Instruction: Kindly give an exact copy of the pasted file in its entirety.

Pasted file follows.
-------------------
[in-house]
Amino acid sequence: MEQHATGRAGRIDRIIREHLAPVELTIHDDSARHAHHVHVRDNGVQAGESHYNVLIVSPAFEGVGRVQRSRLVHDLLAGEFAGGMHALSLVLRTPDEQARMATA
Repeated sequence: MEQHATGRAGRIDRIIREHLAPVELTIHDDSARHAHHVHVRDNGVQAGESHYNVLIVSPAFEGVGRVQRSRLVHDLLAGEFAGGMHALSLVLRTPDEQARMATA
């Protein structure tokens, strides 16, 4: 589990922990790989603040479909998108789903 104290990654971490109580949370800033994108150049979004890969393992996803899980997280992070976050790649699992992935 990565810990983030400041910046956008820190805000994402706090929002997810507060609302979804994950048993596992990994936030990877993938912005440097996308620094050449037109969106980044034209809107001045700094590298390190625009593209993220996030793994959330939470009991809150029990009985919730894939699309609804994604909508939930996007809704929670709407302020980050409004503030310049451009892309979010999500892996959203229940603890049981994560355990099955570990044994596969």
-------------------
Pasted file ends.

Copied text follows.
[in-house]
Amino acid sequence: MEQHATGRAGRIDRIIREHLAPVELTIHDDSARHAHHVHVRDNGVQAGESHYNVLIVSPAFEGVGRVQRSRLVHDLLAGEFAGGMHALSLVLRTPDEQARMATA
Repeated sequence: MEQHATGRAGRIDRIIREHLAPVELTIHDDSARHAHHVHVRDNGVQAGESHYNVLIVSPAFEGVGRVQRSRLVHDLLAGEFAGGMHALSLVLRTPDEQARMATA
């Protein structure tokens, strides 16, 4: 589990922990790989603040479909998108789903 104290990654971490109580949370800033994108150049979004890969393992996803899980997280992070976050790649699992992935 990565810990983030400041910046956008820190805000994402706090929002997810507060609302979804994950048993596992990994936030990877993938912005440097996308620094050449037109969106980044034209809107001045700094590298390190625009593209993220996030793994959330939470009991809150029990009985919730894939699309609804994604909508939930996007809704929670709407302020980050409004503030310049451009892309979010999500892996959203229940603890049981994560355990099955570990044994596969």